German nuclear physicist who made fundamental contributions to molecular beam spectroscopy, mass spectrometry, and electron acceleration technology. He was awarded the Nobel Prize for Physics in 1989 for his development of the ion trap, or ‘Paul trap’, used to store single atoms long enough to make accurate spectroscopic measurements on them. He shared the award with US scientists Norman Ramsey and Hans Dehmelt.
In 1957 he helped found the DESY accelerator laboratory in Hamburg which has made important contributions to particle physics. From 1964–67, Paul was director of the nuclear physics laboratory of CERN, the joint European laboratory in particle physics in Geneva.
Paul was trained at the Munich and Berlin Institutes of Technology and obtained his MSc in 1937, examined by Hans Geiger (who invented the Geiger counter). In 1939 Paul obtained his doctorate in Kiel. At this time he had a close association with the distinguished spectroscopist Hans Kopfermann and the theoretical physicist Richard Becker. These men were both non-Nazis and, under their influence, Paul took no part in projects, such as the German atom-bomb research, which had military applications. As a result, Paul was one of the few German physicists of his generation untainted by the war years.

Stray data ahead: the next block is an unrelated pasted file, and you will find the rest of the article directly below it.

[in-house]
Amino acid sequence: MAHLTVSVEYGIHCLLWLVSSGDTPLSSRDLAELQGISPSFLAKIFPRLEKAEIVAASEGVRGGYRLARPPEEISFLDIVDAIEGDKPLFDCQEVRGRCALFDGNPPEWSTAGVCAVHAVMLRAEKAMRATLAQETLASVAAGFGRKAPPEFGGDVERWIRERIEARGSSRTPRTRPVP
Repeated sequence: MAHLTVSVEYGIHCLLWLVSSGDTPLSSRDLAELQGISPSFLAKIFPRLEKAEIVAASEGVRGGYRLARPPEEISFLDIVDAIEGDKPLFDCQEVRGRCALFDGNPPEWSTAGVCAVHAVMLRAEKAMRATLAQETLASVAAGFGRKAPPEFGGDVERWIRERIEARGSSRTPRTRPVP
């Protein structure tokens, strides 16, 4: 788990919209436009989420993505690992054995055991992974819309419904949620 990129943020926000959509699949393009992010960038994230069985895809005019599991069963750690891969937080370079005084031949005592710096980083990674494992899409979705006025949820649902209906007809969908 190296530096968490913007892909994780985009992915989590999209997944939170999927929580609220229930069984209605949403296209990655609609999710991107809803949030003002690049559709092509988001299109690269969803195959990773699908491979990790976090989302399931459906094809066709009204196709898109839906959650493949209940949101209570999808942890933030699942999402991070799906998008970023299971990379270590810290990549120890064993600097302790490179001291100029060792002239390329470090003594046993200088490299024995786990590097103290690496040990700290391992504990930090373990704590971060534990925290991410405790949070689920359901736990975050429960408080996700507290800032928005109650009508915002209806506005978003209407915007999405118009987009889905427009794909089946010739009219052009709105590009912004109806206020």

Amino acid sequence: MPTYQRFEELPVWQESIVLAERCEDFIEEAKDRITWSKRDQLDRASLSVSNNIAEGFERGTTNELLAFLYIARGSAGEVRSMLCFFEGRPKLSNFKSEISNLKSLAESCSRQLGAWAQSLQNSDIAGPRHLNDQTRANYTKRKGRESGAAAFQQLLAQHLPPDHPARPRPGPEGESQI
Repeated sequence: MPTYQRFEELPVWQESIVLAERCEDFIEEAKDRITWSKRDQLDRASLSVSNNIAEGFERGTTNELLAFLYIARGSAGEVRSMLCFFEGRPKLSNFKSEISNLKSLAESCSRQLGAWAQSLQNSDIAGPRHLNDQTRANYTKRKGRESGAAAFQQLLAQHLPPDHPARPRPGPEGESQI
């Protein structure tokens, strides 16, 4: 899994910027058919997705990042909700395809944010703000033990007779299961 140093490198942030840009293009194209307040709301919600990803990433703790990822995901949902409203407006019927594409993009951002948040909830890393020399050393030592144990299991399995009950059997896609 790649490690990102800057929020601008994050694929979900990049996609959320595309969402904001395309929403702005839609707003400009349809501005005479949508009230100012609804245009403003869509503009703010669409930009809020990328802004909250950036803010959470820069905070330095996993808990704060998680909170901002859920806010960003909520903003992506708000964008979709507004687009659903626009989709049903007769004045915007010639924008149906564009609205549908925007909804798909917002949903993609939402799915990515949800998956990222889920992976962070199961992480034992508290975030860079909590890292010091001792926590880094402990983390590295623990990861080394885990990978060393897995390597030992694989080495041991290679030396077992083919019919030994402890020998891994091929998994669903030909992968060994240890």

In 1952 Paul became professor and director of the Physics Institute at the University of Bonn, Germany, a post that he held until he retired in 1981. At Bonn, he developed the sextupole focusing of molecular beams, the radio frequency quadrupole mass spectrometer and the ion trap. With colleagues he built two electron accelerators.
Related Credo Articles
Paul studied at Munich and Berlin before moving to Göttingen and Bonn. Paul with Hans Dehmelt ( 1922 - ) introduced...
Acronym of dynamic light obscuration, a technique developed by Chemtrac Systems, Inc. to monitor particles.